Increased Screen Time May Negatively Affect Child Development
Cognitive delays and poor academic performance are negative outcomes associated with excessive screen time.
Excessive screen exposure can negatively affect child development, and clinicians should direct parents on appropriate lengths and consequences associated with increased screen time, according to a study published in JAMA Pediatrics.
A team of Canadian researchers conducted a longitudinal cohort study to determine the association between screen time and child development in a group of mothers and children. The study was conducted using a 3-wave, cross-lagged panel model from the All Our Families study. A total of 2441 mothers and children (47.9% boys) were included in the analysis, and child data were accessed at ages 24, 36, and 60 months. The primary outcomes were screen-time behavior measured in total hours per week and developmental outcomes for children measured by maternal report via the Ages and Stages Questionnaire, Third Edition.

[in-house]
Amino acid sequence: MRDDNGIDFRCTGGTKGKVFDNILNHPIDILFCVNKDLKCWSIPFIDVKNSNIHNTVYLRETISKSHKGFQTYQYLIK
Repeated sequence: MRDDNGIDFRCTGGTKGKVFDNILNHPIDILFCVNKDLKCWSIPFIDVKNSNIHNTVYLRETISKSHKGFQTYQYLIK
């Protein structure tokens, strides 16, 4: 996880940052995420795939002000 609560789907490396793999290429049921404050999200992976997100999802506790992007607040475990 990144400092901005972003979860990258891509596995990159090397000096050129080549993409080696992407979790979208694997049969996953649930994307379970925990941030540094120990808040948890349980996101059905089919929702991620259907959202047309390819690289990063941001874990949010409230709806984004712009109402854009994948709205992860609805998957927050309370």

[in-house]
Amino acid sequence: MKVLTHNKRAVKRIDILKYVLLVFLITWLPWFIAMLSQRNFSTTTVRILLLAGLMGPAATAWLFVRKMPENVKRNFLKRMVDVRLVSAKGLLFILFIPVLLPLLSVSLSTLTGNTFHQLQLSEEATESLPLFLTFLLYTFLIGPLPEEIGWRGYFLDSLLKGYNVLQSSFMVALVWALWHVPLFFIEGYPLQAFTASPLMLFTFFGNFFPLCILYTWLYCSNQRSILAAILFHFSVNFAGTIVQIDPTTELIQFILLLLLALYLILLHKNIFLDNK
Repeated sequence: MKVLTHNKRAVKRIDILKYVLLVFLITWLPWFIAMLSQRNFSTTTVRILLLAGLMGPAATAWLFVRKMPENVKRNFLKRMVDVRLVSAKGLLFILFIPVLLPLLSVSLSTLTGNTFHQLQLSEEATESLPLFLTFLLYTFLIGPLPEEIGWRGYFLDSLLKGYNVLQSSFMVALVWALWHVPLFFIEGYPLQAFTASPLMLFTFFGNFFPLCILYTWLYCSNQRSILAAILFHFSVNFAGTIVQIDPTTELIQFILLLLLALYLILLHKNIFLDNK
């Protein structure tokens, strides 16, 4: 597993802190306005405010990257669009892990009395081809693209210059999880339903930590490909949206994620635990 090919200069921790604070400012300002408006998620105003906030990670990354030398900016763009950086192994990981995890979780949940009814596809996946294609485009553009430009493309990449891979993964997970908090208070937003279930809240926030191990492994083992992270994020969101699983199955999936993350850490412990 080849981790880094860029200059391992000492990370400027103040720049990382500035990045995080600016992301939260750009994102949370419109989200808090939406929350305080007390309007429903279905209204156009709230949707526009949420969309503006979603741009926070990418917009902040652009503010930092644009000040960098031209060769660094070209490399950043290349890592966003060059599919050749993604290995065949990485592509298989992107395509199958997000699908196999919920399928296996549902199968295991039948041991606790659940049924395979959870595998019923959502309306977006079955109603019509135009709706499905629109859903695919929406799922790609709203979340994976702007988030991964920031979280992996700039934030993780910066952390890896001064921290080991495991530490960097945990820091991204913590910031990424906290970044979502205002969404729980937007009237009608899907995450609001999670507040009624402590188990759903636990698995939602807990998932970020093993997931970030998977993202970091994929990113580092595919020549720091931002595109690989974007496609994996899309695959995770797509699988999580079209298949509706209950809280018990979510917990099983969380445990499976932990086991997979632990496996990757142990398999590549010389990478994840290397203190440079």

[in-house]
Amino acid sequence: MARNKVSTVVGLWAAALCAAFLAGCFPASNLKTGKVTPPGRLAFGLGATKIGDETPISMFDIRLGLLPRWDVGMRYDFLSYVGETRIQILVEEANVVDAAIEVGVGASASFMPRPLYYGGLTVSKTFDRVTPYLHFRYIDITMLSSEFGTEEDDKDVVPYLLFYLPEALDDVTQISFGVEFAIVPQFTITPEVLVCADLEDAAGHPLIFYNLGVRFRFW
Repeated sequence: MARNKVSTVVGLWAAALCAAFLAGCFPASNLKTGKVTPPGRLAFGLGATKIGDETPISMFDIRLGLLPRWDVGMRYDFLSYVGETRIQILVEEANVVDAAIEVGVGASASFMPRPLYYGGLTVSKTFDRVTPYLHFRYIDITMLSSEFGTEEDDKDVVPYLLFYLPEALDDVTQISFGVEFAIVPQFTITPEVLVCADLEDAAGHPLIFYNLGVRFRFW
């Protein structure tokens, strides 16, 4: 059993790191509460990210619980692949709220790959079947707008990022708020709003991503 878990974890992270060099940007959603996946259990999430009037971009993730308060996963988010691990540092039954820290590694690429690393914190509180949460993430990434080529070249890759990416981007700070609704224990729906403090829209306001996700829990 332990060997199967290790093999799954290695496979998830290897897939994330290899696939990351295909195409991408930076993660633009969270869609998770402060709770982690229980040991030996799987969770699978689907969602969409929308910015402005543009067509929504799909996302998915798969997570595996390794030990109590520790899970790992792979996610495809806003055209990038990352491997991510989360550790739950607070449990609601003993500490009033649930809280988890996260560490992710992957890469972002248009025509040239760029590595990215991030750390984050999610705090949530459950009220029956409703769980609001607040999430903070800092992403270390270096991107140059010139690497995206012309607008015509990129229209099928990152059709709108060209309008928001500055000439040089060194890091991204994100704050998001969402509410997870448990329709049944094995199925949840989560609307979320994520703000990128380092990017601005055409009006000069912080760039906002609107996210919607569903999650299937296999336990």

Children aged 24, 36, and 60 months watched nearly 17, 25, and 11 hours per week of television, respectively. For children aged 24 and 36 months, there was a significant association between higher levels of screen exposure and poorer performance on developmental screening tests at 36 months (β, -0.08) and 60 months (β, -0.06).
“To our knowledge, the present study is the first to provide evidence of a directional association between screen time and poor performance on development screening tests among very young children,” the authors noted. “As technology use is entrenched in the modern-day lives of individuals, understanding the directional association between screen time and its correlates, and taking family-based steps to engage with technology in positive ways, may be fundamental to ensuring developmental success of children growing up in a digital age.”
Madigan S, Browne D, Racine N, Mori C, Tough S. Association between screen time and children's performance on a developmental screening test [published online January 28, 2019]. JAMA Pediatr. doi:10.1001/jamapediatrics.2018.5056